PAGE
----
Review of BBC documentary ‘Harry and Meghan: A Royal Engagement’

In 1936 Edward VIII abdicated the British throne because the Church of England refused to allow a royal marriage to Wallis Simpson, a divorced American. This came as somewhat of a shock to the British public, as media organisations such as the BBC, then run by ‘old boy’ networks, had actively censored the ‘scandalous’ relationship.

Over eighty years later, the BBC has produced a half-hour long documentary, heartily celebrating the engagement of Prince Henry of Wales and Rachel Meghan Markle, a wholly decent and admirable woman, who also happens to be, inconsequentially, a divorced American. Again, the BBC, ever an advocate of the royals, has the British monarchy’s back, in a way modern viewers can now enjoy and appreciate.

Presented by Kirsty Young, the documentary followed a ‘talking heads’ format, with a range of journalists and (albeit vague, at times) associates of the happy couple (Tinie Tempah?). Importantly, the majority of the programme focused on the individual lives of Prince Harry and Meghan, both commendable careerists and activists in their own right, before outlining key events of their relatively new relationship.

We learnt Suits actor Markle was born in LA; her mother was a social worker and her father a lighting director. Instead of concentrating on the differing economic backgrounds of the Prince and Meghan, however, speakers, such as the historian Professor Kate Williams, discussed the social conscience and compassion with which Meghan was raised. This, I believe, was an appropriate approach in the face of Channel 4’s counterpart documentary, gushily named ‘When Harry Met Meghan: A Royal Romance’, which was criticised by the Telegraph for highlighting the poverty of Markle’s ancestors in a patronising manner.

In answer to Young’s opening question ‘what does this young couple, from very different worlds, have in common?’, A Royal Engagement drew parallels between the humanitarianism of Prince Harry, founder of the Invictus Games and Heads Together, and Meghan Markle, ambassador of UN Women and World Vision Canada. Clearly, both have used their platforms for the greater good; I certainly got the impression from their official interview that the couple will come closer together in their pursuit of change for the better.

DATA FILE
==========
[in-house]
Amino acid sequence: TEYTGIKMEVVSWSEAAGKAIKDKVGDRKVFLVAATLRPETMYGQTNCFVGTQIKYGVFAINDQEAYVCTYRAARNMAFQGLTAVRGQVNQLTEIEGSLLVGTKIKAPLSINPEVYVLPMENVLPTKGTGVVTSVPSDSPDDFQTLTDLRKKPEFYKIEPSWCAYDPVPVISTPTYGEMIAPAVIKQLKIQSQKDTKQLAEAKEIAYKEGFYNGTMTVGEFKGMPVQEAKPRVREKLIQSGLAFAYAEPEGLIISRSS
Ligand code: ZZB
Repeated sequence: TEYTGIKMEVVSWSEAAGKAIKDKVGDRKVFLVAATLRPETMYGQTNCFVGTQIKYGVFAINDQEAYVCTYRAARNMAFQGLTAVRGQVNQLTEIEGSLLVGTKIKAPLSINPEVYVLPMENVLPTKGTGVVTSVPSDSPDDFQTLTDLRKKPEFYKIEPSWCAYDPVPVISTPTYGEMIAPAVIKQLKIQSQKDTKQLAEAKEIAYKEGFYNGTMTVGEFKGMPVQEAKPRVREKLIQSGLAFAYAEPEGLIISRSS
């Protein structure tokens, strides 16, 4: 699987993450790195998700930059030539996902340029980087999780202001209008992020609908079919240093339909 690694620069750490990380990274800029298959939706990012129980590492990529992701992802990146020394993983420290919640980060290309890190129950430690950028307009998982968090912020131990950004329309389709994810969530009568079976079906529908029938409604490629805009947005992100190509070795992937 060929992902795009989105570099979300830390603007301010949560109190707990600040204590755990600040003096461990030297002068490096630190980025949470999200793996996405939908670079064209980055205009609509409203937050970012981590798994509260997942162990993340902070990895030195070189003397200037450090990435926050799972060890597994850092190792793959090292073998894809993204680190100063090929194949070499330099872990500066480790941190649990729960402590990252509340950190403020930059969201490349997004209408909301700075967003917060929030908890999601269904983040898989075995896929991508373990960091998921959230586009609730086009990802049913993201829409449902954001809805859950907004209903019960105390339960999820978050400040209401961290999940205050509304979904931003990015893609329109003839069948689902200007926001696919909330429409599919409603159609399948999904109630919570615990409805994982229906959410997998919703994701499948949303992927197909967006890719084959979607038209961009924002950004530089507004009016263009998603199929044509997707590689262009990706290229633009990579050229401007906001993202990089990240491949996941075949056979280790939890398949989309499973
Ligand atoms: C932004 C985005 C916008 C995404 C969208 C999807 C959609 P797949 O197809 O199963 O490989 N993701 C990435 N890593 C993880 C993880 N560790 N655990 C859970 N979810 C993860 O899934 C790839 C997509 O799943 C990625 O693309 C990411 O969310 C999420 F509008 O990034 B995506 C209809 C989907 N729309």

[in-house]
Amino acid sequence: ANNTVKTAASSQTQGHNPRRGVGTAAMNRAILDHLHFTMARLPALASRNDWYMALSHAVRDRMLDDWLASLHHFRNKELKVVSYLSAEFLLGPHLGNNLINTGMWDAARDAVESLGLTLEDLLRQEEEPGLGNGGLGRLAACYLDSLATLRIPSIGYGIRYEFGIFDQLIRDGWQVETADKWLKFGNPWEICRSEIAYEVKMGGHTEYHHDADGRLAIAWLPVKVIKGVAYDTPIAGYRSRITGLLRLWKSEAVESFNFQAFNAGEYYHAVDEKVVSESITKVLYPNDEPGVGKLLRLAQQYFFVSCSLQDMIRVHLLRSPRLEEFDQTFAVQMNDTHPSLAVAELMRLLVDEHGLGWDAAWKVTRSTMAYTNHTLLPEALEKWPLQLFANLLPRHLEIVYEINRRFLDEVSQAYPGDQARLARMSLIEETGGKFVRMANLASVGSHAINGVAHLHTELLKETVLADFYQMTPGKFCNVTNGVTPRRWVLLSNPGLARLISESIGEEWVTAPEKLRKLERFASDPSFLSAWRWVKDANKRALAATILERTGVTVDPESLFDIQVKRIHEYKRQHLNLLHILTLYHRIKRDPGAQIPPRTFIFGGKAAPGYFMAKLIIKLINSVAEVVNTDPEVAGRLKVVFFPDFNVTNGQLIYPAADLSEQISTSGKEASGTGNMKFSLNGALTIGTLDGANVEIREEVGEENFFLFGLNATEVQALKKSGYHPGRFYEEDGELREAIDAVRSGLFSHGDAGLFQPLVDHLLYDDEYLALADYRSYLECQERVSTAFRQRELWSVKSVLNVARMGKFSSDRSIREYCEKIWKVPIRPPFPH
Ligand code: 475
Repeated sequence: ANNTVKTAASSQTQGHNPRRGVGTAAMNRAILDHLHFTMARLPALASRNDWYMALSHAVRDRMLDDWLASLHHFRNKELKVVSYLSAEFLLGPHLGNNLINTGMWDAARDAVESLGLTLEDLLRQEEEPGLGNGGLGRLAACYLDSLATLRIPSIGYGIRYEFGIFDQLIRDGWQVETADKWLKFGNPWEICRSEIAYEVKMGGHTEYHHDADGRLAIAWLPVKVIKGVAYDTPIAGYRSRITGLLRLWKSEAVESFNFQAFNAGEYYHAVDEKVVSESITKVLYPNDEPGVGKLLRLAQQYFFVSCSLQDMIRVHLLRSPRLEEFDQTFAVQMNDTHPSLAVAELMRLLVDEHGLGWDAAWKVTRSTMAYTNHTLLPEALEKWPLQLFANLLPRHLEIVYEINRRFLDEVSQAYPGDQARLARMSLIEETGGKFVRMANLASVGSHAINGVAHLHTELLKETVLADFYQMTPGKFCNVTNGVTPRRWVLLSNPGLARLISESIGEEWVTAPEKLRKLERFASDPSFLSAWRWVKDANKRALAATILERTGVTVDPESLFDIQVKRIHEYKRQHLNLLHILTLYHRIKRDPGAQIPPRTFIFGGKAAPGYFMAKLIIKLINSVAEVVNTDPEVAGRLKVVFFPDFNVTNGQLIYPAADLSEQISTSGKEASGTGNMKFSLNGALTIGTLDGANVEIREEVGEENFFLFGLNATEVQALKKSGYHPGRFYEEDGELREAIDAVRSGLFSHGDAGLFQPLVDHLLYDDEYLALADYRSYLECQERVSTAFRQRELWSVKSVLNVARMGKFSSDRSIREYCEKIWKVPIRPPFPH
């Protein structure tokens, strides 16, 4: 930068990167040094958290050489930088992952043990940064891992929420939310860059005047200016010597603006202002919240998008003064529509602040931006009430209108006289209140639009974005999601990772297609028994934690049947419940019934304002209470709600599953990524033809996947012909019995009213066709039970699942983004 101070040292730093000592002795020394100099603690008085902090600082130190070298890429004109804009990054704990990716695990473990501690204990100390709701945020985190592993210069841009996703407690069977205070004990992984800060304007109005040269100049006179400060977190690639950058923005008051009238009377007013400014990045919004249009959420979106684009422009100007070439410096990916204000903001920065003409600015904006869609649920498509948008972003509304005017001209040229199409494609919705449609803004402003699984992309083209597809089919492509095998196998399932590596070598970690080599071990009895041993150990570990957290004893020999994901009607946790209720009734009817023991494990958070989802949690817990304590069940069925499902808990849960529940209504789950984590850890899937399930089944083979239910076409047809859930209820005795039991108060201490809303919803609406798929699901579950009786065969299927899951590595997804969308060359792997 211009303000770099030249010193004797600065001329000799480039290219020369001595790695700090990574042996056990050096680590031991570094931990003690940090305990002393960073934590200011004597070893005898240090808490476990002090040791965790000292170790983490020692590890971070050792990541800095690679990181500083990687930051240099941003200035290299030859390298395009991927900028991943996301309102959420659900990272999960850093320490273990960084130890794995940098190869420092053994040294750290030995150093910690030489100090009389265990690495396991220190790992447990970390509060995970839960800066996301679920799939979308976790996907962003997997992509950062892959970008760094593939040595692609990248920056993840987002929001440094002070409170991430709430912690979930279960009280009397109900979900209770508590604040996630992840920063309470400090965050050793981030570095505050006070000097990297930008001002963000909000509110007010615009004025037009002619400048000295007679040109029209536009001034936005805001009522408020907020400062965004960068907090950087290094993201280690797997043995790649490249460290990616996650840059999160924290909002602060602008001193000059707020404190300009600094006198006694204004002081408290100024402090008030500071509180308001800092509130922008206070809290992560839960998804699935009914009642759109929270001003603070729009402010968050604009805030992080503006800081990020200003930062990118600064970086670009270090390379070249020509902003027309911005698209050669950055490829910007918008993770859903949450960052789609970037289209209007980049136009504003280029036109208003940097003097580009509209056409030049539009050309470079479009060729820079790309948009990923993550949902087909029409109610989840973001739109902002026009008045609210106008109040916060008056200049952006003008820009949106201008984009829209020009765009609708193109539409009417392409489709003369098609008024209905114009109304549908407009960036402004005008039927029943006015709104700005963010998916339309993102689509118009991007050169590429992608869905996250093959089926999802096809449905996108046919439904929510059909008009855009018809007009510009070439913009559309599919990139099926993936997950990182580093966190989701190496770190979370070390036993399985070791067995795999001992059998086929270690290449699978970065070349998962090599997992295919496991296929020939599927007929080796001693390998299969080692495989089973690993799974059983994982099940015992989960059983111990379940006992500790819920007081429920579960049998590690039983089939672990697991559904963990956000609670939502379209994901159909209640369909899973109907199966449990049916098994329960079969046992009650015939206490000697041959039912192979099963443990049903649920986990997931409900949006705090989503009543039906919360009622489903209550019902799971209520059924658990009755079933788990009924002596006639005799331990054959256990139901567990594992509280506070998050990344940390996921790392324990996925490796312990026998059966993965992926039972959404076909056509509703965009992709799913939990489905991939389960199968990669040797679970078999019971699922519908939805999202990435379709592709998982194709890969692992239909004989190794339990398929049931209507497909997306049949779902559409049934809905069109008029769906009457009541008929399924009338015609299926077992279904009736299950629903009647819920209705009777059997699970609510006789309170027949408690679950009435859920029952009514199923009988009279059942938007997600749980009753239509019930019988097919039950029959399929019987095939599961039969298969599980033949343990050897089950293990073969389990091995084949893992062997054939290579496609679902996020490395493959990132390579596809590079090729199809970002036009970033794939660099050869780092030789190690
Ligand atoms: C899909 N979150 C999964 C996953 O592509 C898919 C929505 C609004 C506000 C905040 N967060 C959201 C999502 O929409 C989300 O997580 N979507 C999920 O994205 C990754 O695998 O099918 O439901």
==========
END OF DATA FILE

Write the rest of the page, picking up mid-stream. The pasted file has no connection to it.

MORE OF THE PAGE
As Royal Reporter for the Daily Mirror Victoria Murphy stated from the offset, it seems both Meghan and Harry had developed as fully-fledged individuals before embarking on their relationship; Harry has enjoyed two tours of duty in Afghanistan, for instance, while Meghan has a degree in Theatre and International Relations from Chicago’s North-western university. This clear sense of individualism was stylishly put across by the BBC, with Vanity Fair’s Sam Kashner concluding that Meghan Markle, ‘not someone who will be easily controlled by anyone’, will never be defined by any relationship.

Overall, the BBC have implied their utmost support for the couple and all they represent in a subtle and tasteful manner. The documentary wasn’t overly sentimental, with only brief and relevant references to the tragic death of Princess Diana. It was only in the closing words of Jaco van Gass, ex-paratrooper and friend to Prince Harry, that a well concealed notion of hopeless romanticism was blatantly stated; ‘they’re perfect, absolutely perfect’. Additionally, A Royal Engagement didn’t overplay the significance of Kensington Palace’s statement of last year, defending Meghan against ‘the outright sexism and racism of social media trolls’. We should, after all, expect such protection for Markle from our heads of state – not be surprised by it; this is not the age of Edward and Simpson, after all. 

To the point, and an easy watch, this documentary serves as an ‘all-you-need-to-know’ guide to Prince Harry and Meghan Markle’s surprisingly down-to-earth relationship. 


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